Edward Grey

Grey, Edward

 

(Grey of Fallodon, viscount). Born Apr. 25, 1862, in London; died Sept. 7, 1933. at Fallodon in Northumberland. British statesman.

In 1885, Grey became a member of Parliament from the Liberal Party. From 1892 to 1895 he was undersecretary for foreign affairs and from 1905 to 1916 foreign secretary. He was a proponent of an active foreign policy and of colonial expansion. He concluded the agreement with Russia that led to the formation of the Entente. Grey’s policy in actuality helped prepare and unleash World War I (1914–18).

REFERENCES

Trevelyan, G. M. Grey of Fallodon. . . . London, 1937.
Lutz. H. Lord Grey und der Weltkrieg. Berlin, 1927.
References in periodicals archive ?
In 1891, stationmaster Theophilus Moor and James Young teamed up and approached MP for Berwick Sir Edward Grey, asking for some land to build a chapel.
Fallodon was also the home of Edward Grey who was Foreign Secretary from 1905-1916 and who, on the eve of the First World War, uttered the famous words: "The lights are going out all over Europe; we will not see them lit again in our lifetime.
William Shakespeare, Newton, Andre Gide, Martin better king, Jean Paul Richter, Socrates, Seneca, John Lubbock, Arthur, Albert Einstein, Charles Dickens, Edward Grey, Home, Margaret Atwood, Jim, Mac Tse Tung, Kristin Hunter, Jane Wagner, Charles Dickens, John Sterling, Eric Hoffer, Peter Cook, Jack Handey, Thomas Carlyle and many other philosophers and legendary people are included in this book.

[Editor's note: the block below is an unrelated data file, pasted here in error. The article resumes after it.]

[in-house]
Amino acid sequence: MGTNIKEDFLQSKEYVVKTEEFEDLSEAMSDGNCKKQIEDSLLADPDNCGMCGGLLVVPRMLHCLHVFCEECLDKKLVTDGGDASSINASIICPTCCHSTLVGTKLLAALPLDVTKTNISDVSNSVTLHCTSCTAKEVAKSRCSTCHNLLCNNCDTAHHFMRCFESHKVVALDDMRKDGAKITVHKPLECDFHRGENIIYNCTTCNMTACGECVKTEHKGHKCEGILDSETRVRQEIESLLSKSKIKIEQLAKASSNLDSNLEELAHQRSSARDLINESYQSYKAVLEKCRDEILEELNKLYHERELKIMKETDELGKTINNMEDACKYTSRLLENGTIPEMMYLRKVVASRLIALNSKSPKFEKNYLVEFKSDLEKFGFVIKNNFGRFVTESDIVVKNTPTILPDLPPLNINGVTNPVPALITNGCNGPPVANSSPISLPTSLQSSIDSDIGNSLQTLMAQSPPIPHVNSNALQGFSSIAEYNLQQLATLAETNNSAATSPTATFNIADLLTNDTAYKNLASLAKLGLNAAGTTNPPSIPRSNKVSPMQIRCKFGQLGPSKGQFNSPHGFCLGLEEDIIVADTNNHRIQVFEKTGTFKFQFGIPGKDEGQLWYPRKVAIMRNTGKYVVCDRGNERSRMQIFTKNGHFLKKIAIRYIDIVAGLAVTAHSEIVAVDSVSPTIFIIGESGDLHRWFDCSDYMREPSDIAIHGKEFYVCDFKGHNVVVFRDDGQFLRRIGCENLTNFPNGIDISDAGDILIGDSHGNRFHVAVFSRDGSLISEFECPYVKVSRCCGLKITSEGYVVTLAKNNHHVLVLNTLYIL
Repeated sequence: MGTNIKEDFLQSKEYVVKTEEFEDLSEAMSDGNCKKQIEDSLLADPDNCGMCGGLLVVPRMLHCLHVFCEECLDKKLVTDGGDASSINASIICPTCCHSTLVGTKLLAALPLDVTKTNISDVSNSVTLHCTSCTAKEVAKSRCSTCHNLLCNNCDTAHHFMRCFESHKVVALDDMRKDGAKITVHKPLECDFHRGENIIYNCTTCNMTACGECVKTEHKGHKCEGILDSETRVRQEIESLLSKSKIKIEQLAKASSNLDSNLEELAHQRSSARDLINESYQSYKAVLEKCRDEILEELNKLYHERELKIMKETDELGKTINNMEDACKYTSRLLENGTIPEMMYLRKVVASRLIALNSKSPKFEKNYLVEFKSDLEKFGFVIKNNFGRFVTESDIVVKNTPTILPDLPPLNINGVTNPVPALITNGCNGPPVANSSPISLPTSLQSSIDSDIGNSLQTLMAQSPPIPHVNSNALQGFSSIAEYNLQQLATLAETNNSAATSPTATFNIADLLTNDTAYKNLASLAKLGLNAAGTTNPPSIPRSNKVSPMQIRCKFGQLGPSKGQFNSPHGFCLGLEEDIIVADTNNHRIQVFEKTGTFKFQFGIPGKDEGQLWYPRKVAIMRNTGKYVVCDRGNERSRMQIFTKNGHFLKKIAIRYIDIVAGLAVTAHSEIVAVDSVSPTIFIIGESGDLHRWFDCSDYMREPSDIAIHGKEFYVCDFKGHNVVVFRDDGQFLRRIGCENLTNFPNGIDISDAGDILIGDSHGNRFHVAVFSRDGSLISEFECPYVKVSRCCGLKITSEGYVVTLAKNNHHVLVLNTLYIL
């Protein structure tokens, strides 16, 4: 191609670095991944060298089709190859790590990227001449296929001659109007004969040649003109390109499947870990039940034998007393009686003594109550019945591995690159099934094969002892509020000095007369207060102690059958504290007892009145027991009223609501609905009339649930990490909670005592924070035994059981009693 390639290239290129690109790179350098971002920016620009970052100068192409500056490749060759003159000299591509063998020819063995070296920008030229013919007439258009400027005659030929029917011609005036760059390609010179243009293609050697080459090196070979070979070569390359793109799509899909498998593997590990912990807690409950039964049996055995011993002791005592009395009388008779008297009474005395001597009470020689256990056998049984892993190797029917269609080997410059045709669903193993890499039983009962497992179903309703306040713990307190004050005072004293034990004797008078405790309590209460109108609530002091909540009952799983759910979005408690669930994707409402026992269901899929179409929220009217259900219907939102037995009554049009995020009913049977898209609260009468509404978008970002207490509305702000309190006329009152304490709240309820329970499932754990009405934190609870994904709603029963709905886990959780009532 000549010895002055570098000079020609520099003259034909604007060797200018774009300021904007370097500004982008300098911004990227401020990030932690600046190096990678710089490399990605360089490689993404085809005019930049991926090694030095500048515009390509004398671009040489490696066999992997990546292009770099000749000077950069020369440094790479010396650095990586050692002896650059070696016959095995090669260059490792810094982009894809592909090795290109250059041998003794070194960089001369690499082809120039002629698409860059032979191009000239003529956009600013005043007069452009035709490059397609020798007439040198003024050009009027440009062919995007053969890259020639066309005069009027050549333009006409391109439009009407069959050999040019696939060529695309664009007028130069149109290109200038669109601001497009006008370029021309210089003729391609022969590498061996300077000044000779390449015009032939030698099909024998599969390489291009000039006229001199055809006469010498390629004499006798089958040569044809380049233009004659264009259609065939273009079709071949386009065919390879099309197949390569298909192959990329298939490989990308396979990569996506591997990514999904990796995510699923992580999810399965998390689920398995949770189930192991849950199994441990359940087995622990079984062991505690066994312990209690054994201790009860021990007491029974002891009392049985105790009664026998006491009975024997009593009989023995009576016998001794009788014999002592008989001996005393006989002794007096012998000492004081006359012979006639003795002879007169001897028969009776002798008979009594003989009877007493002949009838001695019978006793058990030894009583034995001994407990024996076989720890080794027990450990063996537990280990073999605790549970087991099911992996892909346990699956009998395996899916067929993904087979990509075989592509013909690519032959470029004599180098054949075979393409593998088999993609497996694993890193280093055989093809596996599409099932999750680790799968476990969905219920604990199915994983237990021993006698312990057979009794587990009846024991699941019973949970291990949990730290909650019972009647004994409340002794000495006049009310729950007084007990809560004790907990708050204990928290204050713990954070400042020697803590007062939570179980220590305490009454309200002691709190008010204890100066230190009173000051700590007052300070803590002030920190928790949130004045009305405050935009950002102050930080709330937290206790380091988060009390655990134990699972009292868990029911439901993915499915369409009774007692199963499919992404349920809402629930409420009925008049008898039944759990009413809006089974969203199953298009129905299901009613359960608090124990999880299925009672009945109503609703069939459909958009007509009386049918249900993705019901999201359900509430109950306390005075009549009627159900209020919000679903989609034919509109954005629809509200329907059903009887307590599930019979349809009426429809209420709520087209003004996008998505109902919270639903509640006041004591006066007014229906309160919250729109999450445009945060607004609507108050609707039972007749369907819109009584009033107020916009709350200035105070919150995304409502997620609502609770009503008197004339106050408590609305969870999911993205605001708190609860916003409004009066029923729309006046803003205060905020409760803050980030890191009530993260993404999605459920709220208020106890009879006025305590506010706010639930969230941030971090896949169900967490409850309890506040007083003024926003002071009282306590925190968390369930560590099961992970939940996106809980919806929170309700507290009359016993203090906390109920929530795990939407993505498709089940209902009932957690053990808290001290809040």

The Foreign Secretary has today re-dedicated the memorial to Britains longest ever serving Foreign Secretary, Viscount Edward Grey.
Out of hundred philosophers and legendary people, a few are: William Shakespeare, Newton, Andre Gide, Martin better king, Jean Paul Richter, Socrates, Seneca, John Lubbock, Arthur, Albert Einstein, Charles Dickens, Edward Grey, Home, Margaret Atwood, Jim, Mac Tse Tung, Kristin Hunter, Jane Wagner, Charles Dickens, John Sterling, Eric Hoffer, Peter Cook, Jack Handey, Thomas Carlyle and many others.
In his World War II memoirs, Churchill recalled hearing about Pearl Harbor: ''I thought of a remark that (Foreign Secretary) Edward Grey had made to me more than 30 years before -- that the United States is like 'a gigantic boiler.
The first example is that of British Foreign Minister Sir Edward Grey and his ability to deflect U.
The memorial services reminded the world that on the eve of the German invasion, then British Foreign Secretary Sir Edward Grey lamented as Berlin rejected London's ultimatum to respect Belgium's neutrality on Aug.
The service began at 10pm as homes and civic buildings across the UK also switched out their lights and lit solitary candles - echoing the remark of the Foreign Secretary Sir Edward Grey a century ago that "the lamps are going out all over Europe".
The inspiration for the commemoration came from a famous remark made on the eve of the outbreak of war by the then Foreign Secretary, Sir Edward Grey.
The nationwide event was designed to echo the words attributed to Sir Edward Grey, Foreign Secretary, who famously said on the eve of Great War: "The lamps are going out all over Europe; we shall not see them lit again in our life-time.